A few thoughts on filmmaking today, inspired by recent events and trends.
In addition to my screenwriting, novel writing and short stories, I also directed a couple of short films; On Edge (1999), Red Lines (2002) both with the now defunct Robber Baron Productions, and some TV promos; True Horror With Anthony Head (Discovery Channel, 2004).
So, I haven’t directed anything in eight years, and am often asked the question, in interviews and Q&As, why not?
Naive (and much younger) me thought that making a couple of award-winning shorts would pave the way to feature directing. Not so. I have scratched a living these past 8 years as a screenwriter/script doctor, secretly hoping those credits would also stand me in good stead for a feature debut. No dice, as yet.
It’s certainly not for lack of trying. Over the past decade I’ve had a number of potentially brilliant feature length projects in the works, writing and polishing and rewriting dozens of screenplay drafts for each at the behest of producers and executives keen on shaping the project to the demands of the marketplace.
Truth is, financing a movie seems to be the most difficult thing on earth. I recently completed a round of talks about one of my screenplays to which I’m attached as director and I was told point blank, by the producer that not one of his investors would risk financing a movie with a first time director attached – too risky.
So how do first time directors get to cut their first feature if no-one is willing to risk taking a punt on them? Surely the film biz is one built entirely on risk? “Nobody knows anything,” William Goldman reminds us – and even a seasoned director can make a turkey. It’s a frustrating chicken and egg situation and the longer it goes on, the greater the (perceived) risk.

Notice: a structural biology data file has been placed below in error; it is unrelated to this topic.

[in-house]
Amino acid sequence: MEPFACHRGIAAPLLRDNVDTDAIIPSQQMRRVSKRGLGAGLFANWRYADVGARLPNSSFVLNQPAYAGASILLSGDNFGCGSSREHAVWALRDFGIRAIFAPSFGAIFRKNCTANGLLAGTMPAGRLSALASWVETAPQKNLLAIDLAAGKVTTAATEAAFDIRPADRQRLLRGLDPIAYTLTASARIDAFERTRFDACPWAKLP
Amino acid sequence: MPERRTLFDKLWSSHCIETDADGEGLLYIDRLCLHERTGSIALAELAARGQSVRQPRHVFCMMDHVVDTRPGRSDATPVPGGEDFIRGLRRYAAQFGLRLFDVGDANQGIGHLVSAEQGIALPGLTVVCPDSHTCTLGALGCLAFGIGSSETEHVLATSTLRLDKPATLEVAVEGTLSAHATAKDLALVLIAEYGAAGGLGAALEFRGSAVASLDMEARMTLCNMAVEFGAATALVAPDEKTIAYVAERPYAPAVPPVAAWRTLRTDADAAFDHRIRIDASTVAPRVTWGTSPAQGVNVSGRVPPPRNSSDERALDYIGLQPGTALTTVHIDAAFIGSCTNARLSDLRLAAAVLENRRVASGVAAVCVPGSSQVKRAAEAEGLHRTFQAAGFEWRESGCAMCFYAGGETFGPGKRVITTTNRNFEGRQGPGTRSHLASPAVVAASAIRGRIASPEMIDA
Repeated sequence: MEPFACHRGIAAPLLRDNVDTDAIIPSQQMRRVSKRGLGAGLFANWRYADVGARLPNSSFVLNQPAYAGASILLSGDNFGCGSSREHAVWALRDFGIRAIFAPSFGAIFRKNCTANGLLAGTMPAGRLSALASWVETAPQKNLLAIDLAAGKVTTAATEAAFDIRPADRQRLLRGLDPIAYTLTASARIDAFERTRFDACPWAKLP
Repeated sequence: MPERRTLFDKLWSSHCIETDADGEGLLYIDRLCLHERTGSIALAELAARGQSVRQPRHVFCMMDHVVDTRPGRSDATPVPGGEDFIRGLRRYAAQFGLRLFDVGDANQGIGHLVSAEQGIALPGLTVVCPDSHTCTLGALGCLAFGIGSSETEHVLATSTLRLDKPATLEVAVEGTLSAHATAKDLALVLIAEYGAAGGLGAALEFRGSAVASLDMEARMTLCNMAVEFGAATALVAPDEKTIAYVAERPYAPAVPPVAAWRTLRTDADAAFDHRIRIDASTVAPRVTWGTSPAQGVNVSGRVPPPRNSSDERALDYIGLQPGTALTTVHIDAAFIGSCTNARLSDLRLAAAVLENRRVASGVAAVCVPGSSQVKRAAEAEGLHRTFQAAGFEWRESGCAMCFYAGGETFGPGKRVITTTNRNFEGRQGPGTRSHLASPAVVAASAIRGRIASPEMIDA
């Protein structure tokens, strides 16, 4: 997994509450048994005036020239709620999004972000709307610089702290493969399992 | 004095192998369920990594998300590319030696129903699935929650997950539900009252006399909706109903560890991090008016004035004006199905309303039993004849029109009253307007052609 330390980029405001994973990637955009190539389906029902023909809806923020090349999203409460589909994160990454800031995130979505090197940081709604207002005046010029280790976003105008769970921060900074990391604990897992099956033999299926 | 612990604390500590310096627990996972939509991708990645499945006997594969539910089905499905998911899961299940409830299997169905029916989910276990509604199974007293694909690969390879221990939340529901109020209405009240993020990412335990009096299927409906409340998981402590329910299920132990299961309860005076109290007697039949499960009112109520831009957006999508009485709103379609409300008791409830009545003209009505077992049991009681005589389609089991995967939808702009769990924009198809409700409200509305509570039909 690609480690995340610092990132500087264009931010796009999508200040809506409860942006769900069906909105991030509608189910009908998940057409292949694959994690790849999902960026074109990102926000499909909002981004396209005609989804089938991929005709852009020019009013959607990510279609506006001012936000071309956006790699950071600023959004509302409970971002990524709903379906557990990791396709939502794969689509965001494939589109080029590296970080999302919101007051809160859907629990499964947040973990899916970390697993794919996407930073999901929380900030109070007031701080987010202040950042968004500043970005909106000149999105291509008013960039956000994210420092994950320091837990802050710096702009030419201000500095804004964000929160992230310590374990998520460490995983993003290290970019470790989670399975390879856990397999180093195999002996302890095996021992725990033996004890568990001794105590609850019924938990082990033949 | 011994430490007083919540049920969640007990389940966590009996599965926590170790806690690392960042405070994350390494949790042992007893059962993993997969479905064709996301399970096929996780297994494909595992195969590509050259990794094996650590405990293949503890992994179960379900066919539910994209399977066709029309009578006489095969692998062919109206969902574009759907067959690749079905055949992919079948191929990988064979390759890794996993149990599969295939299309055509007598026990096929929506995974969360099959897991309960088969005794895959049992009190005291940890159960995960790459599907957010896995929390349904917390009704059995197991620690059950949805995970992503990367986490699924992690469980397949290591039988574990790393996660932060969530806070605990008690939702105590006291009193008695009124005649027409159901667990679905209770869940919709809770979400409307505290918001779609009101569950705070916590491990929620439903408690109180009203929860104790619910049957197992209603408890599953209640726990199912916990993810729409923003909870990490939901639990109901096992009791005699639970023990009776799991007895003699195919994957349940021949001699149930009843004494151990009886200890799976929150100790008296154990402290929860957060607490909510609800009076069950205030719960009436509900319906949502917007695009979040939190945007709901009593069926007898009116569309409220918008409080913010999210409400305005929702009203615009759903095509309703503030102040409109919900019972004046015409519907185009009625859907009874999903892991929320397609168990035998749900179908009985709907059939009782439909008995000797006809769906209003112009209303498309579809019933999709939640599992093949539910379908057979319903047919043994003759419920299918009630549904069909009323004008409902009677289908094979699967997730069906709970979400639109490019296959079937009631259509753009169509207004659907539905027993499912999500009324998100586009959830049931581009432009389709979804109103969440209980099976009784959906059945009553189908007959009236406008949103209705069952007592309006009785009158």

All the meetings I’ve taken, all the unsuccessful funding applications I’ve made (for shorts and features) have taught me one thing – one simple, inconvenient truth:
Movies cost money – and it is usually someone else’s money. Even if you go down the microbudget route, you have to pay insurance for your shoot, catering for your cast and crew, transportation costs, etc., etc.
Add to that the growing trend in the movie business; first-timers get it done for free. “Just pick up a camera and shoot” is an approach that has worked for some, sure. But it sets a precedent. First timers are expected to self-finance and prove themselves, screenplays are expected to be optioned for free. This is a difficult environment for anyone who has a family to support, bills to pay. It’s “a game for the young” as wise old Admiral James T. Kirk once said.
After reading Christopher Fowler’s revealing blog post on the subject of “the death of the script“, it seems the new wave of first-timers are eschewing a script entirely in favour of improvised microbudgeters, edited on-set on laptops. No risk to anyone else, and the filmmaker (no longer a first-timer anymore) then gets hired to do studio remakes…
See, after a decade in development hell I’m becoming cynical! Maybe it is time to give up after all.
But I might just take one more meeting first.